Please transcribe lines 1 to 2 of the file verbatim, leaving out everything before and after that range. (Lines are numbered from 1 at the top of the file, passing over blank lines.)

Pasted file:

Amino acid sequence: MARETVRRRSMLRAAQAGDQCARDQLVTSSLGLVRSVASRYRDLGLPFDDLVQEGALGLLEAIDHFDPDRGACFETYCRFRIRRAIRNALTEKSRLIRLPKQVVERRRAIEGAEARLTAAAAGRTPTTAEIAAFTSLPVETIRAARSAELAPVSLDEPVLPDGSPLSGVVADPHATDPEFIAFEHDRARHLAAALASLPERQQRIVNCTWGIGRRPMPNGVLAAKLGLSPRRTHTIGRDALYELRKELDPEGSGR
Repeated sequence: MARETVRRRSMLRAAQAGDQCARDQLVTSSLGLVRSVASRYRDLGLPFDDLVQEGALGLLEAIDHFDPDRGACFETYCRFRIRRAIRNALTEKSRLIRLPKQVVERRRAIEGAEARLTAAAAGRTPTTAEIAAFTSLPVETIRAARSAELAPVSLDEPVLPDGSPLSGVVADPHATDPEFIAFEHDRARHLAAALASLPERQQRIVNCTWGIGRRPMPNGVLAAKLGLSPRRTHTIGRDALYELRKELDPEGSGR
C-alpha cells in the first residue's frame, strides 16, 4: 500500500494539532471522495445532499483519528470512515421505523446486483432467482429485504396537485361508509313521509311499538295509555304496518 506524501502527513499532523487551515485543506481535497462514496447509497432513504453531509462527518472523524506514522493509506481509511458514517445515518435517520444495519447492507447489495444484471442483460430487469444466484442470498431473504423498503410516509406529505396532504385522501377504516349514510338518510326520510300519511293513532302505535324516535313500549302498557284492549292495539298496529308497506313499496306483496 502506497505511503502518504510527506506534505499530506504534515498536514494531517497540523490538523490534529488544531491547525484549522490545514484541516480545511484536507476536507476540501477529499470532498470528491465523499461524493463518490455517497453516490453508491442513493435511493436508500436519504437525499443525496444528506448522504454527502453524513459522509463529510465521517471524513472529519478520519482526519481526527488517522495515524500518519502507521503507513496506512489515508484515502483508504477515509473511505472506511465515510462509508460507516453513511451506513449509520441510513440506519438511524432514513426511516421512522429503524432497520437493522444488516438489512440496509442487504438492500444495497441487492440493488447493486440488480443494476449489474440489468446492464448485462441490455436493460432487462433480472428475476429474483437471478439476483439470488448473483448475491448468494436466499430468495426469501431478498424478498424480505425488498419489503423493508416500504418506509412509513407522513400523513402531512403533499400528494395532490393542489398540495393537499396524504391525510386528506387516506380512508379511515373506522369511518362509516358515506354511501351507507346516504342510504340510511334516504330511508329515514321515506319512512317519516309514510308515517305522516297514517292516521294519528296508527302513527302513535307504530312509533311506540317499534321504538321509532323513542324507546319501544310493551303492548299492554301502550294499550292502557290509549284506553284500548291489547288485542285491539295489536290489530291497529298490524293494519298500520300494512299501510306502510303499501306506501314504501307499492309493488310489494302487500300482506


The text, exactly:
Amino acid sequence: MARETVRRRSMLRAAQAGDQCARDQLVTSSLGLVRSVASRYRDLGLPFDDLVQEGALGLLEAIDHFDPDRGACFETYCRFRIRRAIRNALTEKSRLIRLPKQVVERRRAIEGAEARLTAAAAGRTPTTAEIAAFTSLPVETIRAARSAELAPVSLDEPVLPDGSPLSGVVADPHATDPEFIAFEHDRARHLAAALASLPERQQRIVNCTWGIGRRPMPNGVLAAKLGLSPRRTHTIGRDALYELRKELDPEGSGR
Repeated sequence: MARETVRRRSMLRAAQAGDQCARDQLVTSSLGLVRSVASRYRDLGLPFDDLVQEGALGLLEAIDHFDPDRGACFETYCRFRIRRAIRNALTEKSRLIRLPKQVVERRRAIEGAEARLTAAAAGRTPTTAEIAAFTSLPVETIRAARSAELAPVSLDEPVLPDGSPLSGVVADPHATDPEFIAFEHDRARHLAAALASLPERQQRIVNCTWGIGRRPMPNGVLAAKLGLSPRRTHTIGRDALYELRKELDPEGSGR